Summer scholars take on real-world research

27 November 2017

Lucas Chen
Lucas Chen

What are the links between immigration and obesity in four-year-olds? That’s the question Lucas Chen will be exploring for his Summer Research Scholarship.

Lucas is working with social scientists Dr Nichola Shackleton and Dr Barry Milne of COMPASS, the Centre of Methods and Policy Application in the Social Sciences, to explore the “healthy immigrant hypothesis”. This relates to studies, mainly in Canada and United States, that show recent immigrants are generally healthier than the population they leave behind, even though they often have lower socioeconomic status and less access to healthcare in their new country. This hypothesis is thought to be due to factors such as pre-immigration health screening and the fact that the wealthiest and the healthiest in a society are most likely to have the financial and physical means to migrate.

“There has been very little research done in New Zealand on this, and New Zealand has a substantially different immigration profile to North America,” says Lucas, who has just completed his BSc majoring in Pharmacology and Statistics at the University of Auckland. “But New Zealand also has a very obesogenic culture, where fast food is prominent and heavily advertised. So we will be exploring whether there is any evidence for the healthy immigrant hypothesis in relation to child obesity rates here, looking at four-year-olds in particular. Hypothetically, if we do find certain ethnic immigrant groups to be less healthy than the native counterparts, we can strategise for this to help alleviate the problem.”

Lucas will be using information such as country of origin and intergenerational length of residence from the Integrated Data Infrastructure, a large and strictly controlled research database containing detailed data about New Zealand people and households collected by a range of Government agencies.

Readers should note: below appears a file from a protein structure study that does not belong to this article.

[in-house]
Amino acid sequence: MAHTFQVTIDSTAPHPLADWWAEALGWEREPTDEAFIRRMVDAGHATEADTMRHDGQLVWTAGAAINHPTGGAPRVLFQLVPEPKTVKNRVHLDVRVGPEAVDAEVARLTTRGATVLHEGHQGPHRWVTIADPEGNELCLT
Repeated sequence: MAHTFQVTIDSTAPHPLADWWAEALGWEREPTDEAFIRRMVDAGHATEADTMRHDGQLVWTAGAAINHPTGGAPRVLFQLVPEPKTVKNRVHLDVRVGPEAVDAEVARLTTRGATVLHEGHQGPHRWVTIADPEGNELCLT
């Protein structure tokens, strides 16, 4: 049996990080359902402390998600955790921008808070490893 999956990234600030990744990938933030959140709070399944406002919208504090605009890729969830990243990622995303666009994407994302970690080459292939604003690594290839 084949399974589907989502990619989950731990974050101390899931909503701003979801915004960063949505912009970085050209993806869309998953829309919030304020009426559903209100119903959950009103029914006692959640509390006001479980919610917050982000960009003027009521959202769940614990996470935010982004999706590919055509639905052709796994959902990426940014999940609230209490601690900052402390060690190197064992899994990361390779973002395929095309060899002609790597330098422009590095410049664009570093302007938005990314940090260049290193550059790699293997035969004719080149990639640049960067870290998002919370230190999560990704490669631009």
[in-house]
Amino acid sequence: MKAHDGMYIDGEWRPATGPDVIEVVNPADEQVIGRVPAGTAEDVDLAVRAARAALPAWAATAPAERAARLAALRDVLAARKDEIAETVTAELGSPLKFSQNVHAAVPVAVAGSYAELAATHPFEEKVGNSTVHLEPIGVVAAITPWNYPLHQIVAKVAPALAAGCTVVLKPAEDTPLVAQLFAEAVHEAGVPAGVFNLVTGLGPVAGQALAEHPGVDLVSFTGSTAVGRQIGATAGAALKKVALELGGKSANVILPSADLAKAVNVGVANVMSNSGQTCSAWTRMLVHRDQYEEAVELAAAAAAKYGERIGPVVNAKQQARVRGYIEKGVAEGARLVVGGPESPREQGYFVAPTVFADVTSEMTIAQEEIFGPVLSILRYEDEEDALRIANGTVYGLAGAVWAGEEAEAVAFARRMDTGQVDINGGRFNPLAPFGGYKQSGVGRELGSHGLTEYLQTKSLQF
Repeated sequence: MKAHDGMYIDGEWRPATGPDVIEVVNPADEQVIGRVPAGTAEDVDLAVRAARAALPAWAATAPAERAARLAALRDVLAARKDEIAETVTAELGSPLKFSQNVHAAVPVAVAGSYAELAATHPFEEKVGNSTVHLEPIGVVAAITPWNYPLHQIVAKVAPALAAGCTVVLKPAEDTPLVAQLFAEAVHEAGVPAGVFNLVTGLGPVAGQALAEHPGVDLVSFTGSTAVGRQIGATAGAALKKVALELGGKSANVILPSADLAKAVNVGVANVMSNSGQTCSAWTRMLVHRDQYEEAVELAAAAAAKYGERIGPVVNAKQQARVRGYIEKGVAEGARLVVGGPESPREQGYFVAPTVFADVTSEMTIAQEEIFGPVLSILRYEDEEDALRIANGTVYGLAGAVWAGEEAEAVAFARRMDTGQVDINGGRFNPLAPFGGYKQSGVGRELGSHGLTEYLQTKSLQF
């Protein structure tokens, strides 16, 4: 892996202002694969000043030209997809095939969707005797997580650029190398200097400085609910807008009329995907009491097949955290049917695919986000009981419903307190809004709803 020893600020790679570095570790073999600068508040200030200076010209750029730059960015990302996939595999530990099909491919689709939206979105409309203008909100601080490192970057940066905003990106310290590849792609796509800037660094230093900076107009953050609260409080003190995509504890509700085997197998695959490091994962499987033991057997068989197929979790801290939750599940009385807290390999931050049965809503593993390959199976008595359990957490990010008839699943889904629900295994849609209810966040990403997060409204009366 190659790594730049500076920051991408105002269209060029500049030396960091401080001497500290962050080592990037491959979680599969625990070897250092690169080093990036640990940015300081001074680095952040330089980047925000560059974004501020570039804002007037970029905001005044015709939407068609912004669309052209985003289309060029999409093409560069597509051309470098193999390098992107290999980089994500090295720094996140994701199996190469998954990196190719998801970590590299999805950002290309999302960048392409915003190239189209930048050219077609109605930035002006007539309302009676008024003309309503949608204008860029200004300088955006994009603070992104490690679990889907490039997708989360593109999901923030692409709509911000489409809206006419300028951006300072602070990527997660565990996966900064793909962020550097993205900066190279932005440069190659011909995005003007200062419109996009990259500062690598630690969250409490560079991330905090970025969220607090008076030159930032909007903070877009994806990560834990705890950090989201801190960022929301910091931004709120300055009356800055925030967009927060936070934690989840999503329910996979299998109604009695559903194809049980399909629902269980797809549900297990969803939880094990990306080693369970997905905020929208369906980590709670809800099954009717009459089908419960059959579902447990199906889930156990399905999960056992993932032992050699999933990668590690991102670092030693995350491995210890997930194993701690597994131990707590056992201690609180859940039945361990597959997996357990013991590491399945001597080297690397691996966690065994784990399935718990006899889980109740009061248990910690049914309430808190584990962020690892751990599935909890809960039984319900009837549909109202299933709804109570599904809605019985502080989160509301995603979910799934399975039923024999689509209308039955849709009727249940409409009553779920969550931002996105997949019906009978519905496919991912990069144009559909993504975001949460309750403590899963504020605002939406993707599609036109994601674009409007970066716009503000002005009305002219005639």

It’s a perfect project to prepare for an honours degree in Statistics in 2018. “Statistics is fascinating to me and helps satiate my constant hunger for knowledge,” Lucas says. “I love the feeling of discovering information concealed under mountains of data.”

William Cooper
William Cooper

Summer scholars receive a tax-free $6,000 stipend for 10 weeks of supervised research over the summer months. The scholarships, which are open to high-achieving students from any part of the world, offer valuable experience in real-world research and the chance to build networks. 

Eight Statistics students have been successful this year, and another one of them is William Cooper, who has just completed the second year of an engineering science degree. William’s supervisors, Associate Professor Rachel Fewster (Statistics) and Dr Margaret Stanley (School of Biological Sciences), have a database of pet birds reported lost over a two-year period from regular scanning of TradeMe and other websites where lost animals are reported. Their question is whether these records of lost pets successfully predict the establishment of new exotic populations in the wild.

Many of the birds that are lost into the wild end up competing against the native birds,” says William. He’ll be analysing the lost-bird dataset with the graphical software package R, developed in the Department of Statistics and used worldwide.   

William’s work will contribute to the National Pest Pet Biosecurity Accord, which aims to help prevent pets becoming pests: “It’s really cool to be able to put the skills I've learnt at university into practical work.”




The other six Statistics Summer Scholars are:

  • Rishika Chopara (BSc in Statistics, University of Auckland): Species distribution maps from spatial capture-recapture models, working with Dr Ben Stevenson of Statistics
  • Taosha Wang (BA/BSc in Economics, Statistics and Environmental Science, University of Auckland), working with Professor Judi Hewitt of Statistics and the National Institute of Water and Atmospheric Research (NIWA) on identifying environmental degradation in Auckland harbours
  • Ye Won Lee (BSc in Statistics, University of Auckland), working with Ciprian Giurcaneanu of Statistics on dictionary size selection
  • Owen Jin (BCom/BSc in Accounting, Taxation, Computer Science and Statistics, University of Auckland), working with Chris Wild on data-wrangling tools in Shiny and Gtk.
  • David Campbell (Postgraduate Diploma in Statistics in Medical Statistics, University of Auckland), working with Barry Milne and Roy-Lay Yee of COMPASS on the question “Are correlates of loneliness similar across the life-course?”
  • Victor Amaya Carvajal (Bachelor degree in Mathematics, Universidad de Guanajuato, Mexico), working with Professor James Curran on the t-SNE algorithm in R and Python